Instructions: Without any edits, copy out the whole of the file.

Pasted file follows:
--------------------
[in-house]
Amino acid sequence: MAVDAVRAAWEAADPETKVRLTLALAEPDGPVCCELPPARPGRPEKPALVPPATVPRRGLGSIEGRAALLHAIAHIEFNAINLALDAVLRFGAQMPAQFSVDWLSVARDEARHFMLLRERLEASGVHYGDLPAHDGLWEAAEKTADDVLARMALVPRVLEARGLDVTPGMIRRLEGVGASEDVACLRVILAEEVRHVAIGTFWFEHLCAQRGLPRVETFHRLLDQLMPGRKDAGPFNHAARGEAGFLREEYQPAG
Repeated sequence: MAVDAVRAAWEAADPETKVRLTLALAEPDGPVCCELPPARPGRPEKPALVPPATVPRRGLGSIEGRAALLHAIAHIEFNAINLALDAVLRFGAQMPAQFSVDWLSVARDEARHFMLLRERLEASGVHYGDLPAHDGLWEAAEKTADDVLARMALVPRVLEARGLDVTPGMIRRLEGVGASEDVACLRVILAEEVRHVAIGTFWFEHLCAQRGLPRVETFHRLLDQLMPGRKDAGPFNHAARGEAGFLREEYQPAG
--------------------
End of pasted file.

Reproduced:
[in-house]
Amino acid sequence: MAVDAVRAAWEAADPETKVRLTLALAEPDGPVCCELPPARPGRPEKPALVPPATVPRRGLGSIEGRAALLHAIAHIEFNAINLALDAVLRFGAQMPAQFSVDWLSVARDEARHFMLLRERLEASGVHYGDLPAHDGLWEAAEKTADDVLARMALVPRVLEARGLDVTPGMIRRLEGVGASEDVACLRVILAEEVRHVAIGTFWFEHLCAQRGLPRVETFHRLLDQLMPGRKDAGPFNHAARGEAGFLREEYQPAG
Repeated sequence: MAVDAVRAAWEAADPETKVRLTLALAEPDGPVCCELPPARPGRPEKPALVPPATVPRRGLGSIEGRAALLHAIAHIEFNAINLALDAVLRFGAQMPAQFSVDWLSVARDEARHFMLLRERLEASGVHYGDLPAHDGLWEAAEKTADDVLARMALVPRVLEARGLDVTPGMIRRLEGVGASEDVACLRVILAEEVRHVAIGTFWFEHLCAQRGLPRVETFHRLLDQLMPGRKDAGPFNHAARGEAGFLREEYQPAG